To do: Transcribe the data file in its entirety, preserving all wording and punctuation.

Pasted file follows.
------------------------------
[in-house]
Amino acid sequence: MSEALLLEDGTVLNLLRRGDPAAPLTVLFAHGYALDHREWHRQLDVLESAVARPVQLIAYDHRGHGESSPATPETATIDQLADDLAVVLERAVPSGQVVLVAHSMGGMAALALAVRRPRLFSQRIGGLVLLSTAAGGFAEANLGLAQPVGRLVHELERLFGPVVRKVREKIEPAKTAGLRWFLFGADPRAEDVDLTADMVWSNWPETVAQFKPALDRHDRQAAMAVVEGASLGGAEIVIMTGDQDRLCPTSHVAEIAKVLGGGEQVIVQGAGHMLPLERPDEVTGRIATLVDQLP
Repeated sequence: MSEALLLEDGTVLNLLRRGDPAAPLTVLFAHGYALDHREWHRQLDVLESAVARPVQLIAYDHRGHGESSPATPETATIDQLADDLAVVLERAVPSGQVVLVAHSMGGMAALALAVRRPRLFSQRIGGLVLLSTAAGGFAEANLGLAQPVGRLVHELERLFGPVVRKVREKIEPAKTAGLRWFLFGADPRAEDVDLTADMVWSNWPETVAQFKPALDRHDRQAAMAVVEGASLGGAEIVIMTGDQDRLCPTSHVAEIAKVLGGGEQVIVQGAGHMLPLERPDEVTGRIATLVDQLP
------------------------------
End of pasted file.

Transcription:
[in-house]
Amino acid sequence: MSEALLLEDGTVLNLLRRGDPAAPLTVLFAHGYALDHREWHRQLDVLESAVARPVQLIAYDHRGHGESSPATPETATIDQLADDLAVVLERAVPSGQVVLVAHSMGGMAALALAVRRPRLFSQRIGGLVLLSTAAGGFAEANLGLAQPVGRLVHELERLFGPVVRKVREKIEPAKTAGLRWFLFGADPRAEDVDLTADMVWSNWPETVAQFKPALDRHDRQAAMAVVEGASLGGAEIVIMTGDQDRLCPTSHVAEIAKVLGGGEQVIVQGAGHMLPLERPDEVTGRIATLVDQLP
Repeated sequence: MSEALLLEDGTVLNLLRRGDPAAPLTVLFAHGYALDHREWHRQLDVLESAVARPVQLIAYDHRGHGESSPATPETATIDQLADDLAVVLERAVPSGQVVLVAHSMGGMAALALAVRRPRLFSQRIGGLVLLSTAAGGFAEANLGLAQPVGRLVHELERLFGPVVRKVREKIEPAKTAGLRWFLFGADPRAEDVDLTADMVWSNWPETVAQFKPALDRHDRQAAMAVVEGASLGGAEIVIMTGDQDRLCPTSHVAEIAKVLGGGEQVIVQGAGHMLPLERPDEVTGRIATLVDQLP